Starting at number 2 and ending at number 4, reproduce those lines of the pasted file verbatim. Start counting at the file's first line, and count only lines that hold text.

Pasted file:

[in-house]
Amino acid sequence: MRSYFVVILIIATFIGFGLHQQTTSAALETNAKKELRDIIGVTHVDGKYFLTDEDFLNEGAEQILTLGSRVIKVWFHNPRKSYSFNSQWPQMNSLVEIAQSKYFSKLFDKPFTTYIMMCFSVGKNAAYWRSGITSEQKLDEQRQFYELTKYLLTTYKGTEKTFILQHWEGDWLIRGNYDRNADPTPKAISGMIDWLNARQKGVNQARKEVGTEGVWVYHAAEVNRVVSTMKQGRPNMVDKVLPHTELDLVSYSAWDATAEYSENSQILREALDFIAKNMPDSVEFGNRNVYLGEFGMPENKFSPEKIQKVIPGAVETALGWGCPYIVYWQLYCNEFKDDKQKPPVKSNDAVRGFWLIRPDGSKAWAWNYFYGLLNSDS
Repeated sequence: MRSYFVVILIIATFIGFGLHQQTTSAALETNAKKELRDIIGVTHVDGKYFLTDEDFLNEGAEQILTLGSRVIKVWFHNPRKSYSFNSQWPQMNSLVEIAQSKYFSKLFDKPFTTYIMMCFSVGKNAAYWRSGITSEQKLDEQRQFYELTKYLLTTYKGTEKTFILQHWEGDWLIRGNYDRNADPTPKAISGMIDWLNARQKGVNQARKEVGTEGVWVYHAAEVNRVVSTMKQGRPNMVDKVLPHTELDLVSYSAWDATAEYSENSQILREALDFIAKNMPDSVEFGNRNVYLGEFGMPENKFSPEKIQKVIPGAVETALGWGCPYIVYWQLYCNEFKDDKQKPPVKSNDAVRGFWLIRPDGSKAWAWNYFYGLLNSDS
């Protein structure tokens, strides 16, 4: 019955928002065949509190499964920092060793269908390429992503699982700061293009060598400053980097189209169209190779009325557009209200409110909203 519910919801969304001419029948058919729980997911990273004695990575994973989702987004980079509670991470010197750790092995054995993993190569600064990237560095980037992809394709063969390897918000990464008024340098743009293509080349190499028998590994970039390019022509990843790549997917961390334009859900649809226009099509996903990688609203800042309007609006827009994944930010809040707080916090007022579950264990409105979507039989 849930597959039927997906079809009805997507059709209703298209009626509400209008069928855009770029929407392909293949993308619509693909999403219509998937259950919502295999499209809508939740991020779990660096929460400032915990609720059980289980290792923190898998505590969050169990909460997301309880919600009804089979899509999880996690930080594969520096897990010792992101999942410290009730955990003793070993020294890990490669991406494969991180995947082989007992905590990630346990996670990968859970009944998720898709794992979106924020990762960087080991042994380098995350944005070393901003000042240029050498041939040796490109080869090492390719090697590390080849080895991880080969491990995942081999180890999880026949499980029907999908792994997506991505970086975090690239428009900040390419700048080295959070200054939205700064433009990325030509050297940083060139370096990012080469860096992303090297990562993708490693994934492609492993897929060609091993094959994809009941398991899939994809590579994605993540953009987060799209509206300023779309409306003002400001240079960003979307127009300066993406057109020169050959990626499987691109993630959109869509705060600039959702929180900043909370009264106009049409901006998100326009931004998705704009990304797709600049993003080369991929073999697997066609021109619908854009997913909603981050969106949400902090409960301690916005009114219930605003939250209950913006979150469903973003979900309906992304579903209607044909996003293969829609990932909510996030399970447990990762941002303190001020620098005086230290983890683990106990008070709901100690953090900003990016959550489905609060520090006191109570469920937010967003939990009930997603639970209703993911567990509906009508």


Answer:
Amino acid sequence: MRSYFVVILIIATFIGFGLHQQTTSAALETNAKKELRDIIGVTHVDGKYFLTDEDFLNEGAEQILTLGSRVIKVWFHNPRKSYSFNSQWPQMNSLVEIAQSKYFSKLFDKPFTTYIMMCFSVGKNAAYWRSGITSEQKLDEQRQFYELTKYLLTTYKGTEKTFILQHWEGDWLIRGNYDRNADPTPKAISGMIDWLNARQKGVNQARKEVGTEGVWVYHAAEVNRVVSTMKQGRPNMVDKVLPHTELDLVSYSAWDATAEYSENSQILREALDFIAKNMPDSVEFGNRNVYLGEFGMPENKFSPEKIQKVIPGAVETALGWGCPYIVYWQLYCNEFKDDKQKPPVKSNDAVRGFWLIRPDGSKAWAWNYFYGLLNSDS
Repeated sequence: MRSYFVVILIIATFIGFGLHQQTTSAALETNAKKELRDIIGVTHVDGKYFLTDEDFLNEGAEQILTLGSRVIKVWFHNPRKSYSFNSQWPQMNSLVEIAQSKYFSKLFDKPFTTYIMMCFSVGKNAAYWRSGITSEQKLDEQRQFYELTKYLLTTYKGTEKTFILQHWEGDWLIRGNYDRNADPTPKAISGMIDWLNARQKGVNQARKEVGTEGVWVYHAAEVNRVVSTMKQGRPNMVDKVLPHTELDLVSYSAWDATAEYSENSQILREALDFIAKNMPDSVEFGNRNVYLGEFGMPENKFSPEKIQKVIPGAVETALGWGCPYIVYWQLYCNEFKDDKQKPPVKSNDAVRGFWLIRPDGSKAWAWNYFYGLLNSDS
């Protein structure tokens, strides 16, 4: 019955928002065949509190499964920092060793269908390429992503699982700061293009060598400053980097189209169209190779009325557009209200409110909203 519910919801969304001419029948058919729980997911990273004695990575994973989702987004980079509670991470010197750790092995054995993993190569600064990237560095980037992809394709063969390897918000990464008024340098743009293509080349190499028998590994970039390019022509990843790549997917961390334009859900649809226009099509996903990688609203800042309007609006827009994944930010809040707080916090007022579950264990409105979507039989 849930597959039927997906079809009805997507059709209703298209009626509400209008069928855009770029929407392909293949993308619509693909999403219509998937259950919502295999499209809508939740991020779990660096929460400032915990609720059980289980290792923190898998505590969050169990909460997301309880919600009804089979899509999880996690930080594969520096897990010792992101999942410290009730955990003793070993020294890990490669991406494969991180995947082989007992905590990630346990996670990968859970009944998720898709794992979106924020990762960087080991042994380098995350944005070393901003000042240029050498041939040796490109080869090492390719090697590390080849080895991880080969491990995942081999180890999880026949499980029907999908792994997506991505970086975090690239428009900040390419700048080295959070200054939205700064433009990325030509050297940083060139370096990012080469860096992303090297990562993708490693994934492609492993897929060609091993094959994809009941398991899939994809590579994605993540953009987060799209509206300023779309409306003002400001240079960003979307127009300066993406057109020169050959990626499987691109993630959109869509705060600039959702929180900043909370009264106009049409901006998100326009931004998705704009990304797709600049993003080369991929073999697997066609021109619908854009997913909603981050969106949400902090409960301690916005009114219930605003939250209950913006979150469903973003979900309906992304579903209607044909996003293969829609990932909510996030399970447990990762941002303190001020620098005086230290983890683990106990008070709901100690953090900003990016959550489905609060520090006191109570469920937010967003939990009930997603639970209703993911567990509906009508």